Curating Greatness

The engineers who become CEO do so because they’re artists of technology. The marketers because they’re sculptors of identity. The finance guys because they’re maestros of money, conductors of cash. Recruiting and HR roles lead when they are Curators of greatness, enabling people to come together to co-create outstanding business performances.

Sure, HR is charged with finding the superstars—and in building teams where every element within an organization ideally kicks ass. But it’s how we assemble those components that makes the difference: we should strive to create organizations in harmony, where everyone is allowed to show their creativity, be themselves, feel confident and motivated. We should strive to challenge people, though in a way that enthuses, excites, and provides an intense sense of joy and purpose. We need to align the many measures of success: talent, purpose and culture to enable the kind of velocity within, that creates the big market wins externally.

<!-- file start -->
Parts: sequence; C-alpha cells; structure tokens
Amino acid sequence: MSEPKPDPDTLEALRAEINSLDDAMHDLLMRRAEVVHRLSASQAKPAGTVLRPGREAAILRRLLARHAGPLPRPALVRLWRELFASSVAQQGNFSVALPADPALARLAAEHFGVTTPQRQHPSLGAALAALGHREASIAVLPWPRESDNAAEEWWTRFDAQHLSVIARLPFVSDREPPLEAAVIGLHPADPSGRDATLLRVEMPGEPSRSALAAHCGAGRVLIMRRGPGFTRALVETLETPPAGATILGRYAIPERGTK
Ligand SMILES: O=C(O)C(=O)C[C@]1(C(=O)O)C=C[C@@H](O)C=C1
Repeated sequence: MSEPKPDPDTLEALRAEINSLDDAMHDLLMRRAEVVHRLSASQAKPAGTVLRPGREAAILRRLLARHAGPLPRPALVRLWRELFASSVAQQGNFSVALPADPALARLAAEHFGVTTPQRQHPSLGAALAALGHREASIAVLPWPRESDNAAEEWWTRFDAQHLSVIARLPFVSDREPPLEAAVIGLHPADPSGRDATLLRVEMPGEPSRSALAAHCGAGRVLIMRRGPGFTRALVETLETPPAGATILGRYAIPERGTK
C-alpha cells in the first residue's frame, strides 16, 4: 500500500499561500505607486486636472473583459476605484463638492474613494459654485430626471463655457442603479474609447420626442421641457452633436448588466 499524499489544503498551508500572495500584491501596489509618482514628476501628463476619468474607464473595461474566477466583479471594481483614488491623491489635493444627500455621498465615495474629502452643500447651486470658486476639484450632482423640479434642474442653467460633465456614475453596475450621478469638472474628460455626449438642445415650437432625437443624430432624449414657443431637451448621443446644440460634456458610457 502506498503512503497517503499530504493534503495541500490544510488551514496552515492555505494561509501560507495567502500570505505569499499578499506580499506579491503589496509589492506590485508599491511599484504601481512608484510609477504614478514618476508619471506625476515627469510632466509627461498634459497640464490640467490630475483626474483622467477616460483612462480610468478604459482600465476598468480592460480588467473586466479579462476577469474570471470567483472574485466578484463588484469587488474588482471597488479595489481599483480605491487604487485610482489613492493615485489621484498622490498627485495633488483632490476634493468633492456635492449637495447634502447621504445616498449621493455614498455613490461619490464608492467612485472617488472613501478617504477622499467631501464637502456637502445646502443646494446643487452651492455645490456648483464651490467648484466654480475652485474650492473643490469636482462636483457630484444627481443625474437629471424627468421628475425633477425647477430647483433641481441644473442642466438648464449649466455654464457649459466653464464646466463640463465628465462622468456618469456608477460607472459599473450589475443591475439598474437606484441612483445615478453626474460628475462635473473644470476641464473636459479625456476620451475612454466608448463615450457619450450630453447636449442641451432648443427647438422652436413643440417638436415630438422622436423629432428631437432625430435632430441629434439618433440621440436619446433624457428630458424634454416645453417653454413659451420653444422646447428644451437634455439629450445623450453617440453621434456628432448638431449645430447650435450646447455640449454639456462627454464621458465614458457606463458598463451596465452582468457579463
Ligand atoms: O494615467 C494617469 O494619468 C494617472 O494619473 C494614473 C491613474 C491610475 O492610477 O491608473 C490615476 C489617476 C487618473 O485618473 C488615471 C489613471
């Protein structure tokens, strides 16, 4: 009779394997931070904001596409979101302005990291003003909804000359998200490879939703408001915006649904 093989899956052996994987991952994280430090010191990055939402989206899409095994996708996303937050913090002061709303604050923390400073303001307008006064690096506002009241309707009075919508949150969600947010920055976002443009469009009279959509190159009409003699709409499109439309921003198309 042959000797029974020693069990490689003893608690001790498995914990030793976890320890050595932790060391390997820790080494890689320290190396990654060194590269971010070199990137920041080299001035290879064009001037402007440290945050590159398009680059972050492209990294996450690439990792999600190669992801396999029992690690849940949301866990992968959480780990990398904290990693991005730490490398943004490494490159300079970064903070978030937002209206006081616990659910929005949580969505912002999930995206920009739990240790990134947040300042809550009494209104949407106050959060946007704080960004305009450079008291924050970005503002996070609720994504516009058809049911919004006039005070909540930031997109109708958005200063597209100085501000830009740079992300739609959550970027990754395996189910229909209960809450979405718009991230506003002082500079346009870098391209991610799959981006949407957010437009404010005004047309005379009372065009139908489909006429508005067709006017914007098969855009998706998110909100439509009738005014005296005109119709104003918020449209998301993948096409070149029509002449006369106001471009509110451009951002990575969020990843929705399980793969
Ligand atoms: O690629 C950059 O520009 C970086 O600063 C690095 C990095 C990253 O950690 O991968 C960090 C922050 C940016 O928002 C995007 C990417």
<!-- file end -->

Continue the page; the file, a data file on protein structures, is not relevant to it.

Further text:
What we people-people do is art. And when we assemble the right elements—each of them critically important—in the right way, we reveal new truths for ourselves, and our companies. The world’s most successful companies are reflections of our deepest insights and greatest potential. And those compositions, those experiences, are not accidental. And the performance that follows is a direct outcome of the Curator’s role.


(filmed May, 2011 at Linked In, Mountain View, CA)

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